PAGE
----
Statewide simulation prepares Ohio agencies for possible anthrax attack
Public safety, emergency management and health agencies across Ohio worked together last week to undergo a three-day biological attack simulation.
At the Historic Crew Stadium near the state fairgrounds in Columbus, trained emergency responders donned layers of protective gear to make sense of white powder and a chemical smell, and from there, determined how to properly reduce the risks.
“Exercises like this allow us to evaluate our ongoing readiness and make adjustments that we may find are necessary based on that experience, and it's all with an eye towards best protecting the people of Ohio,” said Ohio Department of Health Director Dr. Bruce Vanderhoff.
Under this mock exercise, the hazard was the biological agent anthrax.
The United States last recorded an anthrax attack in the weeks following 9/11, when laced letters mailed to U.S. Senators and media outlets left five people dead and 17 more sick. More than two decades later, Vanderhoff said emergency preparedness drills allow the state and localities to see how ready they are—just in case.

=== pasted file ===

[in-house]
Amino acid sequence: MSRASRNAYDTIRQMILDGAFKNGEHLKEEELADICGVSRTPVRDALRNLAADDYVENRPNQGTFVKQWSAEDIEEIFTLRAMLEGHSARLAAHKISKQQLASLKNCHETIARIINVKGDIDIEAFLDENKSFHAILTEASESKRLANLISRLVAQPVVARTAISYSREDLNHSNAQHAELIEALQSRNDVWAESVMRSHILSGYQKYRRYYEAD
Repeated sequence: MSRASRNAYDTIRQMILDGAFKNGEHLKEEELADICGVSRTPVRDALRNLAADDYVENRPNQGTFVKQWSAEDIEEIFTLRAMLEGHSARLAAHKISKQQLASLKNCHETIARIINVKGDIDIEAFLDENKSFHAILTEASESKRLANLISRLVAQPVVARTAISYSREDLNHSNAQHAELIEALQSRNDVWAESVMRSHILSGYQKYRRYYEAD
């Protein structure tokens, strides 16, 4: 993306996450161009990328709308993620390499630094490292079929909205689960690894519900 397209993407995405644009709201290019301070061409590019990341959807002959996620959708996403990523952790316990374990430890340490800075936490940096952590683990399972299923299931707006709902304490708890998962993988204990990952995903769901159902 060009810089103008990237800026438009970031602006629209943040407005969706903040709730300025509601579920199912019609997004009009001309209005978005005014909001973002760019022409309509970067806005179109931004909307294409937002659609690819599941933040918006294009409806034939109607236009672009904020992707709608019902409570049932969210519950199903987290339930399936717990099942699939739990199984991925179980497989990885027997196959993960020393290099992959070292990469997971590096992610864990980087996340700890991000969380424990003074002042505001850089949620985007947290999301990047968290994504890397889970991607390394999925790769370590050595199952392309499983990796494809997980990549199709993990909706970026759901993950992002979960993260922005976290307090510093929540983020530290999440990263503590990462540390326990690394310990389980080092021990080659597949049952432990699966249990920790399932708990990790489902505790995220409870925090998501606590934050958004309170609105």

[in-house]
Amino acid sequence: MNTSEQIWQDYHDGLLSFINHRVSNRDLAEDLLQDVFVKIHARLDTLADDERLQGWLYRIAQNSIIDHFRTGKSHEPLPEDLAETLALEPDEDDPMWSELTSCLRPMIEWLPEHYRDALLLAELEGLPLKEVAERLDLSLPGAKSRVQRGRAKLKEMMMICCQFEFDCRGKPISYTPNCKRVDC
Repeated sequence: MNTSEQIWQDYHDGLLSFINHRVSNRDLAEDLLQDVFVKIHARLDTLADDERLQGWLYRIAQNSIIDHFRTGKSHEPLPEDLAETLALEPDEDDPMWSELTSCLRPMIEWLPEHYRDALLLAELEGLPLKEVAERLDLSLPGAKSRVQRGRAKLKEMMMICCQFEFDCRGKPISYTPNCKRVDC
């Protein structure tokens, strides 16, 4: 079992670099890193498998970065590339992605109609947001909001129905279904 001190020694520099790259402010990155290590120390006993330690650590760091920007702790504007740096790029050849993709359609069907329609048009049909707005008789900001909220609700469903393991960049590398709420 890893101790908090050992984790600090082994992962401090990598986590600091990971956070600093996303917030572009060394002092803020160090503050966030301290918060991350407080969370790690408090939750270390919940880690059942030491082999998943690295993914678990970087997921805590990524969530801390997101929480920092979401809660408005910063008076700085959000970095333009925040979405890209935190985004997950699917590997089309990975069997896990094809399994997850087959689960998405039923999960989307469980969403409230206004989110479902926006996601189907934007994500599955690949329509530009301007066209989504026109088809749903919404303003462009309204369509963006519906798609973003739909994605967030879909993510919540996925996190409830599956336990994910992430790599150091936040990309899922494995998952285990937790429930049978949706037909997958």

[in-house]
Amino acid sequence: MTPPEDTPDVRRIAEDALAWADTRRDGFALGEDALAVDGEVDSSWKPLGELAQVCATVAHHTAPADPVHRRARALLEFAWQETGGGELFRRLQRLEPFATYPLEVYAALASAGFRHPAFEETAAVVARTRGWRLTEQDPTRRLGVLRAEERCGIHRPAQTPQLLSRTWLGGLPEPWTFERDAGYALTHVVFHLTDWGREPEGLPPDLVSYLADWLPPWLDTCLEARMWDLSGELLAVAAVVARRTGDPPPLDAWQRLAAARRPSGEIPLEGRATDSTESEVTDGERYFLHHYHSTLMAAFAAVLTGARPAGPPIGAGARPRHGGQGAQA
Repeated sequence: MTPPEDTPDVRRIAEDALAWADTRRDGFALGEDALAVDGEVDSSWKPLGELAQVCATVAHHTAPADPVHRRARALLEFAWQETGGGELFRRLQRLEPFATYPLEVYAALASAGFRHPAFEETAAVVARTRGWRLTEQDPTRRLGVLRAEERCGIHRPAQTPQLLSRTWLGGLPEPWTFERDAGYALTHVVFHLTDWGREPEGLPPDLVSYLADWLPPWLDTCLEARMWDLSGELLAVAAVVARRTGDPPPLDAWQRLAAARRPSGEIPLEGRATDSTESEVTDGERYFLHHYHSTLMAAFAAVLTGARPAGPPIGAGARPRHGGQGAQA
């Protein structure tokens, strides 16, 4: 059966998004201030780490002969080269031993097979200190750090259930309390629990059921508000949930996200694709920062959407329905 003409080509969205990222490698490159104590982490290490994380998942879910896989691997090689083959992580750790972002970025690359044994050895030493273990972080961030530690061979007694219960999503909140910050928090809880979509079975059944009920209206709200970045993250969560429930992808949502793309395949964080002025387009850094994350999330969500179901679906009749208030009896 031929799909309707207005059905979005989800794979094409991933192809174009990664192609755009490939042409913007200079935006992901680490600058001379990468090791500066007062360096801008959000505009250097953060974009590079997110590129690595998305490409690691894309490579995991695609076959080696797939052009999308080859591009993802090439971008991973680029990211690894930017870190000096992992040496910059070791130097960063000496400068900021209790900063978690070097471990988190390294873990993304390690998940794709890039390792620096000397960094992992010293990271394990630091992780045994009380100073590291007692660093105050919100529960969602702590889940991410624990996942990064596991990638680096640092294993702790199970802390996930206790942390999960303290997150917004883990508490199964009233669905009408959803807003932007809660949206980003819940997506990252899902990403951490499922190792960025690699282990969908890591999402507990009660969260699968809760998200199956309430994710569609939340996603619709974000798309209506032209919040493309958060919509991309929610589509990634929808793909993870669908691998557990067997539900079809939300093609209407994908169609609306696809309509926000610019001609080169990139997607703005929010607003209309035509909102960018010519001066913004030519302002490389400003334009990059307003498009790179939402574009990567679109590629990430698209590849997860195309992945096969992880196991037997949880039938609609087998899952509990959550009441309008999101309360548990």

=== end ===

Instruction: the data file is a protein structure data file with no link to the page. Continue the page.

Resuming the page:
“All of us involved in this exercise hope that we will never have to address these kinds of issues,” he said.
ODH, however, has not been so lucky when it comes to other kinds of health emergencies.
Starting late in the winter of 2020, the COVID-19 pandemic first prompted stay-at-home orders, and then the need for widescale vaccine distribution. More recently, when East Palestine residents voiced their anxieties about the aftermath of the train derailment, the department offered a pop-up clinic.
It takes years to pull a preparedness drill of this scale off, according to ODH.
ODH, the Ohio National Guard, the FBI and the Columbus Division of Fire were on site Tuesday to participate in the initial phase of the simulation, which kicked off exercises through Thursday. Each of the state’s 88 counties were playing a role, with local health departments practicing the request process for how antibiotics would be distributed to the public within 48 hours of a bioterrorist attack.
After the three-day drill concluded, participating agencies began to look at what went right and what went wrong. Debriefing can take as long as six to nine months across the board statewide.